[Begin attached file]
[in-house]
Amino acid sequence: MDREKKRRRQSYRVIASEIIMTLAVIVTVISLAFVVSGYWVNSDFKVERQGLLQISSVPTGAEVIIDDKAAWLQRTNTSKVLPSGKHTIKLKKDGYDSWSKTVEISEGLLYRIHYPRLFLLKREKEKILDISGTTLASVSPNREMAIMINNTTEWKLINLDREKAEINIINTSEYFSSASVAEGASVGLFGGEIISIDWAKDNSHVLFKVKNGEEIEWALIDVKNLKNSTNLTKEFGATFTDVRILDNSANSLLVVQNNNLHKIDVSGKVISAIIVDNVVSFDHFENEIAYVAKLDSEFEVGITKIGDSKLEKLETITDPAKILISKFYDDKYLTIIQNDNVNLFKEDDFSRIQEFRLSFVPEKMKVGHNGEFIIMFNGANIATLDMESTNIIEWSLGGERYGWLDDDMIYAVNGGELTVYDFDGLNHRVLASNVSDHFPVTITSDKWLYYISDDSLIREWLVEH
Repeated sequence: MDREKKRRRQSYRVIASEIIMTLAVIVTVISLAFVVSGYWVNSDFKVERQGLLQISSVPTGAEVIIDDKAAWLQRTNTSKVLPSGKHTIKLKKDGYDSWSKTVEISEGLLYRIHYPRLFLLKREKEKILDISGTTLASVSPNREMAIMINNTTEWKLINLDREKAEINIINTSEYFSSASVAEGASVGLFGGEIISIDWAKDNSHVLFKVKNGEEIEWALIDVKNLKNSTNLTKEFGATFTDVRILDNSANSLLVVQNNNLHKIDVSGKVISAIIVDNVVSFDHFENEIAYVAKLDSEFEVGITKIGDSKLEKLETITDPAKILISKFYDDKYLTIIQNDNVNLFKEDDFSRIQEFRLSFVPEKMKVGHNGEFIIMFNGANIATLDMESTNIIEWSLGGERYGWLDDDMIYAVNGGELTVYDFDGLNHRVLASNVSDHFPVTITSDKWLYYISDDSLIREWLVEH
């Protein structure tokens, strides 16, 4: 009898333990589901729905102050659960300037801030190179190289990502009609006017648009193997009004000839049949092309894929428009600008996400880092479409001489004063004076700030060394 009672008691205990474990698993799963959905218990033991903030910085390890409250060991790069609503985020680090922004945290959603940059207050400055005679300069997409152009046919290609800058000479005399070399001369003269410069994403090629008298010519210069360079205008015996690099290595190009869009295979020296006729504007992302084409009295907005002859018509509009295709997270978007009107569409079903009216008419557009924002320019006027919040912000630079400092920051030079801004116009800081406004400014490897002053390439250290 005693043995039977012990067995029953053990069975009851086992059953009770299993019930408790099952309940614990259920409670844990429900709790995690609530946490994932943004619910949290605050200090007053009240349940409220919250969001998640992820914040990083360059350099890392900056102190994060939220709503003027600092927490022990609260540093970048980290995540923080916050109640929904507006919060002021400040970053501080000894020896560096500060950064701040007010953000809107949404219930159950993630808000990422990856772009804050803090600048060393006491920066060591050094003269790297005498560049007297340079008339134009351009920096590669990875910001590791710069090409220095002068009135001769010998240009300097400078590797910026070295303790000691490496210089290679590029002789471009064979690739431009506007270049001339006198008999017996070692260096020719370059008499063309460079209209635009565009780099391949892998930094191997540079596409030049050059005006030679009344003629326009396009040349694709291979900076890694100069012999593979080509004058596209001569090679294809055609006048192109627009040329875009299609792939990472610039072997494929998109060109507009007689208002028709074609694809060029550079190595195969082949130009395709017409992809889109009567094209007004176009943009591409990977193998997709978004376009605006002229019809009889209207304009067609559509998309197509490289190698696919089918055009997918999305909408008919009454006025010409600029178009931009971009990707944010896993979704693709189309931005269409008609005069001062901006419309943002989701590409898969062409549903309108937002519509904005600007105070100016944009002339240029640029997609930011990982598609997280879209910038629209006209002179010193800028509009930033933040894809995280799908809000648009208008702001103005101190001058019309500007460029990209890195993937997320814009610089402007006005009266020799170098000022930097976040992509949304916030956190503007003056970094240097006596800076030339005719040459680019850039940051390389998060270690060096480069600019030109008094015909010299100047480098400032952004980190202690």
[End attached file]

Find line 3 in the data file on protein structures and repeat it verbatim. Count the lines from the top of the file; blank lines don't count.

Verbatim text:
Repeated sequence: MDREKKRRRQSYRVIASEIIMTLAVIVTVISLAFVVSGYWVNSDFKVERQGLLQISSVPTGAEVIIDDKAAWLQRTNTSKVLPSGKHTIKLKKDGYDSWSKTVEISEGLLYRIHYPRLFLLKREKEKILDISGTTLASVSPNREMAIMINNTTEWKLINLDREKAEINIINTSEYFSSASVAEGASVGLFGGEIISIDWAKDNSHVLFKVKNGEEIEWALIDVKNLKNSTNLTKEFGATFTDVRILDNSANSLLVVQNNNLHKIDVSGKVISAIIVDNVVSFDHFENEIAYVAKLDSEFEVGITKIGDSKLEKLETITDPAKILISKFYDDKYLTIIQNDNVNLFKEDDFSRIQEFRLSFVPEKMKVGHNGEFIIMFNGANIATLDMESTNIIEWSLGGERYGWLDDDMIYAVNGGELTVYDFDGLNHRVLASNVSDHFPVTITSDKWLYYISDDSLIREWLVEH